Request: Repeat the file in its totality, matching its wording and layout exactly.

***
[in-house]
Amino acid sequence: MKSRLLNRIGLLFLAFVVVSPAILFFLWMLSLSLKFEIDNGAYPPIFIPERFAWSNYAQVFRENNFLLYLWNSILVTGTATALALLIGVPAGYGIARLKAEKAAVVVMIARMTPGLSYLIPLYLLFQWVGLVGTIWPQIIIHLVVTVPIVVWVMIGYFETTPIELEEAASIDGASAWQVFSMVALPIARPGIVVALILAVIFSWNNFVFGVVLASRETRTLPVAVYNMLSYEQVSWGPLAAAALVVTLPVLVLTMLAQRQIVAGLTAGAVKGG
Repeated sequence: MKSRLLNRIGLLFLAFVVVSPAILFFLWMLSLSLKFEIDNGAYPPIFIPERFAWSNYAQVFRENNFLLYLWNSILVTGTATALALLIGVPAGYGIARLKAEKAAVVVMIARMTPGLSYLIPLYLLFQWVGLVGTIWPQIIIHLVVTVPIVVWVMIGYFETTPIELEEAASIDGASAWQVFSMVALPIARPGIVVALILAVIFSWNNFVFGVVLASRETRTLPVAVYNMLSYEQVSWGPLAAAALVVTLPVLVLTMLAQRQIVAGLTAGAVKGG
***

[in-house]
Amino acid sequence: MKSRLLNRIGLLFLAFVVVSPAILFFLWMLSLSLKFEIDNGAYPPIFIPERFAWSNYAQVFRENNFLLYLWNSILVTGTATALALLIGVPAGYGIARLKAEKAAVVVMIARMTPGLSYLIPLYLLFQWVGLVGTIWPQIIIHLVVTVPIVVWVMIGYFETTPIELEEAASIDGASAWQVFSMVALPIARPGIVVALILAVIFSWNNFVFGVVLASRETRTLPVAVYNMLSYEQVSWGPLAAAALVVTLPVLVLTMLAQRQIVAGLTAGAVKGG
Repeated sequence: MKSRLLNRIGLLFLAFVVVSPAILFFLWMLSLSLKFEIDNGAYPPIFIPERFAWSNYAQVFRENNFLLYLWNSILVTGTATALALLIGVPAGYGIARLKAEKAAVVVMIARMTPGLSYLIPLYLLFQWVGLVGTIWPQIIIHLVVTVPIVVWVMIGYFETTPIELEEAASIDGASAWQVFSMVALPIARPGIVVALILAVIFSWNNFVFGVVLASRETRTLPVAVYNMLSYEQVSWGPLAAAALVVTLPVLVLTMLAQRQIVAGLTAGAVKGG